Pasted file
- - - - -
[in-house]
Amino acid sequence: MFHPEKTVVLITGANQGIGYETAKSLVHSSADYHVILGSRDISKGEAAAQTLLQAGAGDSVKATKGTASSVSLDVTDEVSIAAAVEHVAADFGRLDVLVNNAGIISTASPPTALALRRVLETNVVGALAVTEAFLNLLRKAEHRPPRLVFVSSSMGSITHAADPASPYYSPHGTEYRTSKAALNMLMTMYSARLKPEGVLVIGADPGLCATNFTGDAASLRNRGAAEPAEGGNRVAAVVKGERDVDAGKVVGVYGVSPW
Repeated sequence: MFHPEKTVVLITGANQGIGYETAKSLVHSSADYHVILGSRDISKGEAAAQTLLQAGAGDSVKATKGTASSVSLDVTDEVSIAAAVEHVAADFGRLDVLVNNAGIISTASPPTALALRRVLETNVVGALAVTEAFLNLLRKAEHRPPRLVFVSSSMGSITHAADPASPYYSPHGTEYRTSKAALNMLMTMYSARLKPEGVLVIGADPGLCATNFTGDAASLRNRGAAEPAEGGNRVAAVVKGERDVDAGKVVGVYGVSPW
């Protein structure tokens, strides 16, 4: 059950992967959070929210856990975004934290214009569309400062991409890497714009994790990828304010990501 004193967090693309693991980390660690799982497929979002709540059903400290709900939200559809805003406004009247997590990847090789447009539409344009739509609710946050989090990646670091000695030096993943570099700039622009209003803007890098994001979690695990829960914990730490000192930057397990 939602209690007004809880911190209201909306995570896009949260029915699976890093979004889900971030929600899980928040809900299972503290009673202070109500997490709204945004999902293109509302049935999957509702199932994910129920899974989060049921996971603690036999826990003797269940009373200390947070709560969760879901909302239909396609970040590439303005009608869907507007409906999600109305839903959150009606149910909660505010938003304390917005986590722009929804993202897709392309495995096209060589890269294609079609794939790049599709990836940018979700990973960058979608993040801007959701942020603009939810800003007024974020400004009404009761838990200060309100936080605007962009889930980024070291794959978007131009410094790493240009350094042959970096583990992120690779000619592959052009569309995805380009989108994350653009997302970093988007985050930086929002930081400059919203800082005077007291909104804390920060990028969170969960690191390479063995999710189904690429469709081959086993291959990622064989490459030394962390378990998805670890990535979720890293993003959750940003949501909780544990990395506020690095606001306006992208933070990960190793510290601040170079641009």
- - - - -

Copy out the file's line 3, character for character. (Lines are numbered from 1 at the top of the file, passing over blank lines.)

Repeated sequence: MFHPEKTVVLITGANQGIGYETAKSLVHSSADYHVILGSRDISKGEAAAQTLLQAGAGDSVKATKGTASSVSLDVTDEVSIAAAVEHVAADFGRLDVLVNNAGIISTASPPTALALRRVLETNVVGALAVTEAFLNLLRKAEHRPPRLVFVSSSMGSITHAADPASPYYSPHGTEYRTSKAALNMLMTMYSARLKPEGVLVIGADPGLCATNFTGDAASLRNRGAAEPAEGGNRVAAVVKGERDVDAGKVVGVYGVSPW